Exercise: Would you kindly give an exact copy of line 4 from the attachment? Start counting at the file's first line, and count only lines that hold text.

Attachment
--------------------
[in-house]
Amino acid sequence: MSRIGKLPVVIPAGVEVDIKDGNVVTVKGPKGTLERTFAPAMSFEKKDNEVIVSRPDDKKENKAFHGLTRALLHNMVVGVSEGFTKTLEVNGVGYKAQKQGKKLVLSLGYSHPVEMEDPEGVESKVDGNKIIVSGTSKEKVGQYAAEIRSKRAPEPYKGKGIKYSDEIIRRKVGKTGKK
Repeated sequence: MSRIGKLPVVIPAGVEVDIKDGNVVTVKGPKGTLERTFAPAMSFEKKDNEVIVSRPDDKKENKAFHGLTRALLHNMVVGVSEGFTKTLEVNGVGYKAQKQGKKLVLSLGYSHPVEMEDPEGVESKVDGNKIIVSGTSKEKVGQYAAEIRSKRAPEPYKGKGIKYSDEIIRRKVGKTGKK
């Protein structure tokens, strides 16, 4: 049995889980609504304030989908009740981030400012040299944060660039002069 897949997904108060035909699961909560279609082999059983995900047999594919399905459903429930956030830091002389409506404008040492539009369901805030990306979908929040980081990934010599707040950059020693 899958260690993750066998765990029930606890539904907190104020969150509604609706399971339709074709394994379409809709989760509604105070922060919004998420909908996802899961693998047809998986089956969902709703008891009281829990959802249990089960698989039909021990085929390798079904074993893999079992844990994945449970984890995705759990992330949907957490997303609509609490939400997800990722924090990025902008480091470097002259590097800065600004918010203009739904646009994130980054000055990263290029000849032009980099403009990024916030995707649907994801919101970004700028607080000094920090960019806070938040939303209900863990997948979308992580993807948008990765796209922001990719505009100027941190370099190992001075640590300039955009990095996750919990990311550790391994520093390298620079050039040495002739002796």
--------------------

């Protein structure tokens, strides 16, 4: 049995889980609504304030989908009740981030400012040299944060660039002069 897949997904108060035909699961909560279609082999059983995900047999594919399905459903429930956030830091002389409506404008040492539009369901805030990306979908929040980081990934010599707040950059020693 899958260690993750066998765990029930606890539904907190104020969150509604609706399971339709074709394994379409809709989760509604105070922060919004998420909908996802899961693998047809998986089956969902709703008891009281829990959802249990089960698989039909021990085929390798079904074993893999079992844990994945449970984890995705759990992330949907957490997303609509609490939400997800990722924090990025902008480091470097002259590097800065600004918010203009739904646009994130980054000055990263290029000849032009980099403009990024916030995707649907994801919101970004700028607080000094920090960019806070938040939303209900863990997948979308992580993807948008990765796209922001990719505009100027941190370099190992001075640590300039955009990095996750919990990311550790391994520093390298620079050039040495002739002796």